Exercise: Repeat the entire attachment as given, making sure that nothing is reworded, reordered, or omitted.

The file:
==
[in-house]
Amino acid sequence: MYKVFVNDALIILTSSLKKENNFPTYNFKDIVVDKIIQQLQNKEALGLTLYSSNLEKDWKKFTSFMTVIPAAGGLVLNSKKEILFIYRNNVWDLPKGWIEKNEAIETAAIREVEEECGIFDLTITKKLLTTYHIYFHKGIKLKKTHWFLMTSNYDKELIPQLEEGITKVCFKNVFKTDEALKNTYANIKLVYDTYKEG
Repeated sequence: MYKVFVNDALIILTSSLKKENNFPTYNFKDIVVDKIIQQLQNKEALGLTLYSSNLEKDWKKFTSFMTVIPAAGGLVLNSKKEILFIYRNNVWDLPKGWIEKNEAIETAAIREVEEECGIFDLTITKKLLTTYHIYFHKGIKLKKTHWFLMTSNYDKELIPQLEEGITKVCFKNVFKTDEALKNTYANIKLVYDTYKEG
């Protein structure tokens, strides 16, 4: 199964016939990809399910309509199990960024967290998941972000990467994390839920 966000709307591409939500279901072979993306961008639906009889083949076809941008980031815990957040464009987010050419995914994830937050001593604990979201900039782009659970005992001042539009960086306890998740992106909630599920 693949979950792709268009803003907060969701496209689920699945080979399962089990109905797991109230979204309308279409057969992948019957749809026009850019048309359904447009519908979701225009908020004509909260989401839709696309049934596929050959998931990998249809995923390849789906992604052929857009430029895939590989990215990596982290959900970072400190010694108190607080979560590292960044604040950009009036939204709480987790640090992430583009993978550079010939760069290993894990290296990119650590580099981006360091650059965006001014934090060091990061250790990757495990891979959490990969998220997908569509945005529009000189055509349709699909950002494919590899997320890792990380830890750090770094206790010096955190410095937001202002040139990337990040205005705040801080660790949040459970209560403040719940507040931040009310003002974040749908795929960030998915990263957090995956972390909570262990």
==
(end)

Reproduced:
[in-house]
Amino acid sequence: MYKVFVNDALIILTSSLKKENNFPTYNFKDIVVDKIIQQLQNKEALGLTLYSSNLEKDWKKFTSFMTVIPAAGGLVLNSKKEILFIYRNNVWDLPKGWIEKNEAIETAAIREVEEECGIFDLTITKKLLTTYHIYFHKGIKLKKTHWFLMTSNYDKELIPQLEEGITKVCFKNVFKTDEALKNTYANIKLVYDTYKEG
Repeated sequence: MYKVFVNDALIILTSSLKKENNFPTYNFKDIVVDKIIQQLQNKEALGLTLYSSNLEKDWKKFTSFMTVIPAAGGLVLNSKKEILFIYRNNVWDLPKGWIEKNEAIETAAIREVEEECGIFDLTITKKLLTTYHIYFHKGIKLKKTHWFLMTSNYDKELIPQLEEGITKVCFKNVFKTDEALKNTYANIKLVYDTYKEG
């Protein structure tokens, strides 16, 4: 199964016939990809399910309509199990960024967290998941972000990467994390839920 966000709307591409939500279901072979993306961008639906009889083949076809941008980031815990957040464009987010050419995914994830937050001593604990979201900039782009659970005992001042539009960086306890998740992106909630599920 693949979950792709268009803003907060969701496209689920699945080979399962089990109905797991109230979204309308279409057969992948019957749809026009850019048309359904447009519908979701225009908020004509909260989401839709696309049934596929050959998931990998249809995923390849789906992604052929857009430029895939590989990215990596982290959900970072400190010694108190607080979560590292960044604040950009009036939204709480987790640090992430583009993978550079010939760069290993894990290296990119650590580099981006360091650059965006001014934090060091990061250790990757495990891979959490990969998220997908569509945005529009000189055509349709699909950002494919590899997320890792990380830890750090770094206790010096955190410095937001202002040139990337990040205005705040801080660790949040459970209560403040719940507040931040009310003002974040749908795929960030998915990263957090995956972390909570262990």